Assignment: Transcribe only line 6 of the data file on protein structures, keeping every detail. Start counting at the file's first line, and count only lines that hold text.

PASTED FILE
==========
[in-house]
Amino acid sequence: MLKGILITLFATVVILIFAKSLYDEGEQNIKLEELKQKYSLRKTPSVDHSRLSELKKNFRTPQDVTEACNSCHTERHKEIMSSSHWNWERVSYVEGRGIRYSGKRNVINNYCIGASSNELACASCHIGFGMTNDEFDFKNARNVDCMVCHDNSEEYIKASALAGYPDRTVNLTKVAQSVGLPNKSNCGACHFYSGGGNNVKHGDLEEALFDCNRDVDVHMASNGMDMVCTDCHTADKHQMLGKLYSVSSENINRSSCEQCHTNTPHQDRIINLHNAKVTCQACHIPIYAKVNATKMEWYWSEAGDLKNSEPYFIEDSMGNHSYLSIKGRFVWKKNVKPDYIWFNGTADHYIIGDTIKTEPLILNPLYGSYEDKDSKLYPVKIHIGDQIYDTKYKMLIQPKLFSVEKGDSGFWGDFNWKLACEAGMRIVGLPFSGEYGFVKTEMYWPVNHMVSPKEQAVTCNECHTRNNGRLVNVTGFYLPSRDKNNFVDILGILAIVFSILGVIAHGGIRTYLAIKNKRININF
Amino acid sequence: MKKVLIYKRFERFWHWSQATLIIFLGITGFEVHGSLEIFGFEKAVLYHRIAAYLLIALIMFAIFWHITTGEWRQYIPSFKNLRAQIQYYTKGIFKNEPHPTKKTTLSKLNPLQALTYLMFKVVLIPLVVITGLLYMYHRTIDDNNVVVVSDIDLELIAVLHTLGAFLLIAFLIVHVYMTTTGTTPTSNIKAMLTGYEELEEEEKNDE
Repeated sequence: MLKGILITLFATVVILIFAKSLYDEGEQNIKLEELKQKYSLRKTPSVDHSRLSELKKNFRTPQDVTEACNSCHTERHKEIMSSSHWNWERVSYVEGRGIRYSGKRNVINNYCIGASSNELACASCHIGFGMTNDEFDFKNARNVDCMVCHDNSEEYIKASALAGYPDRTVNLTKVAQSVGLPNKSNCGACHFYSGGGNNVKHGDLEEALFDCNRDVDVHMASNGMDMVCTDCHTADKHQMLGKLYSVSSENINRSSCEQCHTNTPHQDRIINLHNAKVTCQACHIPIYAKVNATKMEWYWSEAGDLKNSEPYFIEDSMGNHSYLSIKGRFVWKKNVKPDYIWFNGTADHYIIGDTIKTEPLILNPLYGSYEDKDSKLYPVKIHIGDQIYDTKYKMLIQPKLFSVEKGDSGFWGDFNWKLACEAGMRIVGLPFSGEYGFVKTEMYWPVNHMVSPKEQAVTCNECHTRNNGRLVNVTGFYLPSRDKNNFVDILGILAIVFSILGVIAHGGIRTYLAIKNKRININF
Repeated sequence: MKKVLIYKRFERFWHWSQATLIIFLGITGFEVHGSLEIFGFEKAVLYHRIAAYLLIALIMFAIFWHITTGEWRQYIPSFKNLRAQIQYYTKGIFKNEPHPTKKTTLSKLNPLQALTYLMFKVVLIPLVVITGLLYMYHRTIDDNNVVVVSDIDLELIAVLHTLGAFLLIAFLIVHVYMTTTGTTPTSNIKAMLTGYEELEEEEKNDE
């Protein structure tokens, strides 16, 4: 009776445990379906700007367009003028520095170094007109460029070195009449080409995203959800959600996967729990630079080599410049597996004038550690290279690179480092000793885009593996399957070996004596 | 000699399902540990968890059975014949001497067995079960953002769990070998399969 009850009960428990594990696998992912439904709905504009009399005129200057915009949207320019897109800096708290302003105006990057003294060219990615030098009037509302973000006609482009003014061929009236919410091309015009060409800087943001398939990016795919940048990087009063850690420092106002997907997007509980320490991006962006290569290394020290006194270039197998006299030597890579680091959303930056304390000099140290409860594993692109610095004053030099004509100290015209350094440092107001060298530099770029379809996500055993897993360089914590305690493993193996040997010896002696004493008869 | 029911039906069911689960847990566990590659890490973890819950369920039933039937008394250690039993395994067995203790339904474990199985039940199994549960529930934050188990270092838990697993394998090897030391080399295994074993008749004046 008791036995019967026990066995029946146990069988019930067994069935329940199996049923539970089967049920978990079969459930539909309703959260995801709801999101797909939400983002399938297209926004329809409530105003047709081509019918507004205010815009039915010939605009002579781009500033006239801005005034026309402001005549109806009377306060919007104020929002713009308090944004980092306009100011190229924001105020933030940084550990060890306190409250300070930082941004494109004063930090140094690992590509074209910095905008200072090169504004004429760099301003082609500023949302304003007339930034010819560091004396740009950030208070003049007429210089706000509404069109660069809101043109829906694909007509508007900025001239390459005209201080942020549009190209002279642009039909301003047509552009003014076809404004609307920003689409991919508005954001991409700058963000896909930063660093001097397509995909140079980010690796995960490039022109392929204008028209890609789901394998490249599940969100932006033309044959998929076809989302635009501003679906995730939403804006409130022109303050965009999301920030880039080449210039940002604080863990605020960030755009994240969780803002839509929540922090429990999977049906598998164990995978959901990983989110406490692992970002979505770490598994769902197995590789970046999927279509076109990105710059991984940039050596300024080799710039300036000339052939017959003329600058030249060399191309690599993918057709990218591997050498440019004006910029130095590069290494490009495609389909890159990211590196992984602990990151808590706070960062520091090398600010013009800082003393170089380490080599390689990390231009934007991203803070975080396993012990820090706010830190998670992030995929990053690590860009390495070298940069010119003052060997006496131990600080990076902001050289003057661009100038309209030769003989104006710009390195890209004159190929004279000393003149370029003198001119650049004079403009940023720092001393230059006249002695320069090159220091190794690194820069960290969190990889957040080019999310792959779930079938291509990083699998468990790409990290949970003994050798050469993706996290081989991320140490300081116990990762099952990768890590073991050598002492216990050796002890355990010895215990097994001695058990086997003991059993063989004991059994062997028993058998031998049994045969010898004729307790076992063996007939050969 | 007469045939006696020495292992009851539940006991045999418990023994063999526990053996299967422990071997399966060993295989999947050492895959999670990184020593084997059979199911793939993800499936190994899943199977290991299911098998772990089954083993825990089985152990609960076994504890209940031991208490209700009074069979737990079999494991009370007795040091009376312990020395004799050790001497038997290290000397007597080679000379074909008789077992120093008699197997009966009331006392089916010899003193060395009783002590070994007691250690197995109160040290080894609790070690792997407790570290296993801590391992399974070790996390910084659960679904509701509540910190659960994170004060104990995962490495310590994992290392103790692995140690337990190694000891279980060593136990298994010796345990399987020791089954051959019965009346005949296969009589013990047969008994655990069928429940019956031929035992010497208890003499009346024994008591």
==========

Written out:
């Protein structure tokens, strides 16, 4: 009776445990379906700007367009003028520095170094007109460029070195009449080409995203959800959600996967729990630079080599410049597996004038550690290279690179480092000793885009593996399957070996004596 | 000699399902540990968890059975014949001497067995079960953002769990070998399969 009850009960428990594990696998992912439904709905504009009399005129200057915009949207320019897109800096708290302003105006990057003294060219990615030098009037509302973000006609482009003014061929009236919410091309015009060409800087943001398939990016795919940048990087009063850690420092106002997907997007509980320490991006962006290569290394020290006194270039197998006299030597890579680091959303930056304390000099140290409860594993692109610095004053030099004509100290015209350094440092107001060298530099770029379809996500055993897993360089914590305690493993193996040997010896002696004493008869 | 029911039906069911689960847990566990590659890490973890819950369920039933039937008394250690039993395994067995203790339904474990199985039940199994549960529930934050188990270092838990697993394998090897030391080399295994074993008749004046 008791036995019967026990066995029946146990069988019930067994069935329940199996049923539970089967049920978990079969459930539909309703959260995801709801999101797909939400983002399938297209926004329809409530105003047709081509019918507004205010815009039915010939605009002579781009500033006239801005005034026309402001005549109806009377306060919007104020929002713009308090944004980092306009100011190229924001105020933030940084550990060890306190409250300070930082941004494109004063930090140094690992590509074209910095905008200072090169504004004429760099301003082609500023949302304003007339930034010819560091004396740009950030208070003049007429210089706000509404069109660069809101043109829906694909007509508007900025001239390459005209201080942020549009190209002279642009039909301003047509552009003014076809404004609307920003689409991919508005954001991409700058963000896909930063660093001097397509995909140079980010690796995960490039022109392929204008028209890609789901394998490249599940969100932006033309044959998929076809989302635009501003679906995730939403804006409130022109303050965009999301920030880039080449210039940002604080863990605020960030755009994240969780803002839509929540922090429990999977049906598998164990995978959901990983989110406490692992970002979505770490598994769902197995590789970046999927279509076109990105710059991984940039050596300024080799710039300036000339052939017959003329600058030249060399191309690599993918057709990218591997050498440019004006910029130095590069290494490009495609389909890159990211590196992984602990990151808590706070960062520091090398600010013009800082003393170089380490080599390689990390231009934007991203803070975080396993012990820090706010830190998670992030995929990053690590860009390495070298940069010119003052060997006496131990600080990076902001050289003057661009100038309209030769003989104006710009390195890209004159190929004279000393003149370029003198001119650049004079403009940023720092001393230059006249002695320069090159220091190794690194820069960290969190990889957040080019999310792959779930079938291509990083699998468990790409990290949970003994050798050469993706996290081989991320140490300081116990990762099952990768890590073991050598002492216990050796002890355990010895215990097994001695058990086997003991059993063989004991059994062997028993058998031998049994045969010898004729307790076992063996007939050969 | 007469045939006696020495292992009851539940006991045999418990023994063999526990053996299967422990071997399966060993295989999947050492895959999670990184020593084997059979199911793939993800499936190994899943199977290991299911098998772990089954083993825990089985152990609960076994504890209940031991208490209700009074069979737990079999494991009370007795040091009376312990020395004799050790001497038997290290000397007597080679000379074909008789077992120093008699197997009966009331006392089916010899003193060395009783002590070994007691250690197995109160040290080894609790070690792997407790570290296993801590391992399974070790996390910084659960679904509701509540910190659960994170004060104990995962490495310590994992290392103790692995140690337990190694000891279980060593136990298994010796345990399987020791089954051959019965009346005949296969009589013990047969008994655990069928429940019956031929035992010497208890003499009346024994008591």